"In a positive form, perfectionism can provide the driving energy which leads to great achievement. The meticulous attention to detail, necessary for scientific investigation, the commitment which pushes composers to keep working until the music realizes the glorious sounds playing in the imagination, and the persistence which keeps great artists at their easels until their creation matches their conception all result from perfectionism".
Further more, researchers have found, high-achieving athletes, scientists, and artists often show signs of perfectionism. For example, Michelangelo's perfectionism may have spurred him to create masterpieces such as the statue David and the Sistine Chapel. Perfectionism is associated with giftedness in children. (Perfectionism in psychology, reference.com)
So, perfectionism can have a positive side, but I argue the down side of Perfectionism outweighs any potential benefits!
Inits pathological form, perfectionism can be very damaging. It can contribute to underachievement, procrastination, fear of failure, the all-or-nothing mindset, paralyzed perfectionism, and workaholism.
In intimate relationships, unrealistic expectations can cause significant dissatisfaction for both partners . Perfectionists may sacrifice family and social activities in the quest for their goals.
Perfectionists can suffer anxiety and low self-esteem. Perfectionism is a risk factor for obsessive-compulsive disorder, eating disorders, self harm and clinical depression.
So how does the negative side of perfectionism affect my life personally? Oh, let me count the ways!
I'm never fully happy with myself.
I don't enjoy compliments, awards or accolades because deep down I don't feel I deserve them.
I often feel like a failure.
I often feel I could have done better.
I have a hard time admitting I am wrong.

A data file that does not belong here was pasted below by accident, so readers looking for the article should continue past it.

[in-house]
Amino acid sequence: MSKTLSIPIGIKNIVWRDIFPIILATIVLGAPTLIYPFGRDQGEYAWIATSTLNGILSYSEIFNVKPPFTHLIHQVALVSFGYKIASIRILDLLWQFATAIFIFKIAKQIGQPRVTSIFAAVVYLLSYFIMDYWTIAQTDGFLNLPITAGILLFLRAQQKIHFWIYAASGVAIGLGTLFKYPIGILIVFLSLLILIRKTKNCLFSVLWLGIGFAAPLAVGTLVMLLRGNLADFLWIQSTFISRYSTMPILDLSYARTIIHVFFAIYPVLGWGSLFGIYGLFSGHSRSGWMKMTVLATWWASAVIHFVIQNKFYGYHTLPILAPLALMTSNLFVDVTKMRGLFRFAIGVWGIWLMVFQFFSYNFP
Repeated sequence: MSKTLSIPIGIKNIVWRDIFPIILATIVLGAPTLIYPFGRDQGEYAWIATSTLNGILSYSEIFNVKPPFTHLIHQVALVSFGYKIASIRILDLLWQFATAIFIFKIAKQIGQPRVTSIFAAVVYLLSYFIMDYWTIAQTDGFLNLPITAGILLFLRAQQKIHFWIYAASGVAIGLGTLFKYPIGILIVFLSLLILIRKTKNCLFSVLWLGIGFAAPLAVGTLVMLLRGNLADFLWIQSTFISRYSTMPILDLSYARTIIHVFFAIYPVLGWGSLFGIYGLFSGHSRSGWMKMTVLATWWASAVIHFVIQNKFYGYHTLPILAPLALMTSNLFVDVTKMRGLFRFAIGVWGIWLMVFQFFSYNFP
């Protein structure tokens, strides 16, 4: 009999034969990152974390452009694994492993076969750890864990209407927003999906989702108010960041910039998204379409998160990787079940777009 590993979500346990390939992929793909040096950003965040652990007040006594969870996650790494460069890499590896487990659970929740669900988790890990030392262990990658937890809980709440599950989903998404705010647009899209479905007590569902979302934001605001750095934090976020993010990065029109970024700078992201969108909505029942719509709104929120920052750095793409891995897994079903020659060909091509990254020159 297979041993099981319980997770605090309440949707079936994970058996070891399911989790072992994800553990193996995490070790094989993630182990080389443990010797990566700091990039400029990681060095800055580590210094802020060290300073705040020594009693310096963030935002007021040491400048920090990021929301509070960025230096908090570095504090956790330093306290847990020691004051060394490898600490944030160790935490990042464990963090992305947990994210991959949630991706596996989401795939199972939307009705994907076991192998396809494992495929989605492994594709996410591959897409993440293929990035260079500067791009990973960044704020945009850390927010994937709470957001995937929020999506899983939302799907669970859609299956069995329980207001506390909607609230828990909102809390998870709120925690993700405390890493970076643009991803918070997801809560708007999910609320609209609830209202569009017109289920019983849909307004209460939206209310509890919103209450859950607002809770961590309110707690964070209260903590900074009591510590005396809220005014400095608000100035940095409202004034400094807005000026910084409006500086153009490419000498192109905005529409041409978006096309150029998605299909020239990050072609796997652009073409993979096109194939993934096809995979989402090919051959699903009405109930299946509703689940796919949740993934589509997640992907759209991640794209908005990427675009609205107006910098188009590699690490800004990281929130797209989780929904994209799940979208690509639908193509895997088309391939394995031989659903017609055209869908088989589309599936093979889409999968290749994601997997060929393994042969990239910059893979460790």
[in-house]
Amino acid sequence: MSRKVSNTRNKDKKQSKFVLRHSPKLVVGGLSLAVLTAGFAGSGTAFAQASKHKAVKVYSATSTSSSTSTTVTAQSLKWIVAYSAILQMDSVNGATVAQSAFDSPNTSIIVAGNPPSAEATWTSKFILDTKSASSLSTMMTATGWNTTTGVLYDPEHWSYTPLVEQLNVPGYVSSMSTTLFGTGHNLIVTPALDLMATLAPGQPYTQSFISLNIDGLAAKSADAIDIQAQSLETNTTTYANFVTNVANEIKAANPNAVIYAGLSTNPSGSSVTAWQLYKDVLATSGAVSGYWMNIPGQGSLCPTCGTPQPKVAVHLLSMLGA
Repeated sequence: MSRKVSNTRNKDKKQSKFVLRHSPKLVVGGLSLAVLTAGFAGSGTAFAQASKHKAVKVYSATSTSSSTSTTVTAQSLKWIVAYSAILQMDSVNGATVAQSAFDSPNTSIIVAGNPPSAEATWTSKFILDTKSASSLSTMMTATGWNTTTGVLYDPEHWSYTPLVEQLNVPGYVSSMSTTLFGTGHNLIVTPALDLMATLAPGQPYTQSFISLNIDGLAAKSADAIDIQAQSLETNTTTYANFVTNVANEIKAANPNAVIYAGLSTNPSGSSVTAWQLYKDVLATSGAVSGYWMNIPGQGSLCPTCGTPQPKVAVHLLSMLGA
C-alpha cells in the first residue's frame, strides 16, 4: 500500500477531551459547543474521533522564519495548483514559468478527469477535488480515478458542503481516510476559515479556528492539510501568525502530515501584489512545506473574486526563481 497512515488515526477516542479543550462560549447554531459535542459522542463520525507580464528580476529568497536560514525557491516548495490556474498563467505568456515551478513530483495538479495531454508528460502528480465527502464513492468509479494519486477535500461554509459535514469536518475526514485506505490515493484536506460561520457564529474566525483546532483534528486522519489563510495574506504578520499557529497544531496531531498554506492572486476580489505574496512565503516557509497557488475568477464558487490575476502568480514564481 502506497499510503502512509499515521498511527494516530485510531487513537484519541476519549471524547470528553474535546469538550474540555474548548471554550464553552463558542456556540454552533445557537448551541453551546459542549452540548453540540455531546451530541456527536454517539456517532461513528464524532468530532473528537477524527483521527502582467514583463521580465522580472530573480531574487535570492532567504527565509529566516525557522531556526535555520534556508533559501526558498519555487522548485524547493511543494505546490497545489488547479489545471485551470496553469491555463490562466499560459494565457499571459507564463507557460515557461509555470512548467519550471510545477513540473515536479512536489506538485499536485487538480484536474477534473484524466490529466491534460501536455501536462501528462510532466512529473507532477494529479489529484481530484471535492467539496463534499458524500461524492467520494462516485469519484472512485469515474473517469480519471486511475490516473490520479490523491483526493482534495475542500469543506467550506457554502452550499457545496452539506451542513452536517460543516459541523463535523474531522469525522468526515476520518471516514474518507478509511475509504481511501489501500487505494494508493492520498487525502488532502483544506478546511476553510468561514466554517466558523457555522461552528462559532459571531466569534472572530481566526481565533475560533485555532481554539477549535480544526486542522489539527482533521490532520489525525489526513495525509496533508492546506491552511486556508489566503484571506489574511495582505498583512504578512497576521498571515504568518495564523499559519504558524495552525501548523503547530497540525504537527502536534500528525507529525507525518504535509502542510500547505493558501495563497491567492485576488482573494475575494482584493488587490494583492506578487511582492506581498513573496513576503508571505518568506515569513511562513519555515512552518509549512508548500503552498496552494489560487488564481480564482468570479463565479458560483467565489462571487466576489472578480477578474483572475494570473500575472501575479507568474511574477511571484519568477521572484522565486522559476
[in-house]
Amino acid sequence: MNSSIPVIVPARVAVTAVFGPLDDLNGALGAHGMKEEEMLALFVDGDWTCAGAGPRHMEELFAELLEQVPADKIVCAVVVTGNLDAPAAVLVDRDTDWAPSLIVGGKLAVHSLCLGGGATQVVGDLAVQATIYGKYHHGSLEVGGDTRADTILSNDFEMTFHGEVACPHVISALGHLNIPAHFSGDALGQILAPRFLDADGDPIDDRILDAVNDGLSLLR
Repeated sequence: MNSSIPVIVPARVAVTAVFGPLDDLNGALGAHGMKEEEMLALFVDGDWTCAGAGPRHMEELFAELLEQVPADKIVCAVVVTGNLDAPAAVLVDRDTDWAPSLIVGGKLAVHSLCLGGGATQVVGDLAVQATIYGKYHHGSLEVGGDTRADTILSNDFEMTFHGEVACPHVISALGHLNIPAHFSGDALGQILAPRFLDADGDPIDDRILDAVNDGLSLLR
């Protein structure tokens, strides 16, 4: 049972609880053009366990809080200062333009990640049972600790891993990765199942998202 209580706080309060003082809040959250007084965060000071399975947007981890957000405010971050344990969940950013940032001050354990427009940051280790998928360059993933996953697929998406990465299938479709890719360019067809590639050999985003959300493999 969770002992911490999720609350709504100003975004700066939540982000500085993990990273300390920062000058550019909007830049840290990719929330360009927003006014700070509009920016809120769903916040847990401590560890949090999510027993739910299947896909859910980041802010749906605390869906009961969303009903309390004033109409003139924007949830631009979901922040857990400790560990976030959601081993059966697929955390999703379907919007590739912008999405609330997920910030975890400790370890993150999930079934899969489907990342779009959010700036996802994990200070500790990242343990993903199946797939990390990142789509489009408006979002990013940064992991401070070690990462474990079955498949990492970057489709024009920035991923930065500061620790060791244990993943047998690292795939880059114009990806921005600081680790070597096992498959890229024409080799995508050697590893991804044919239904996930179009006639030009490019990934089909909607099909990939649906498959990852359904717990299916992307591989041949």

I put unrealistic expectations on myself.
I put unrealistic expectations on others.
I'm often critical of myself.
I'm often critical of others.
I have a need to feel in control.
I don't feel joy when I should.
I'm often afraid of failing.
Reading this list reminds me of how much perfectionism has cost me, no ROBBED me of the some of the joy in my life. It's really such a terrible trap. It's a trap because even when you strive and strive and achieve success, the perfectionism doesn't allow you to enjoy it! So, is it a good way to cope? Obviously, the answer is NO. And of course, there's the obvious fact: NO ONE IS PERFECT, EVER. We know all this logically, but unconsciously, we are driven to keep trying. WHY? Because it is a way to feel safe.
According to Mallinger and DeWyze, the authors of "Too Perfect", "Perfectionists are obsessives who need to feel in control at all times to protect themselves and ensure their own safety. By being constantly vigilant and trying extremely hard, they can ensure that they not only fail to disappoint or are beyond reproach but that they can protect against unforeseen issues."
Growing up with an alcoholic and abusive father, who abandoned his family only to return periodically and terrorize them, my home life was often emotionally chaotic. I can see why I developed perfectionism as a faulty coping mechanism. I wanted to have control over something in my life. I couldn't control my parents divorce, my father's alcoholism and subsequent anger and violence, but I could control me. As a child I thought if I was good enough, my father would love me and everything would be better. This began my life-long struggle with perfectionism.
STAY TUNED FOR PART 2 TOMORROW:
SIGNS YOU ARE A PERFECTIONIST AND HOW TO OVERCOME IT
See you then! Would love to hear your comments on this post!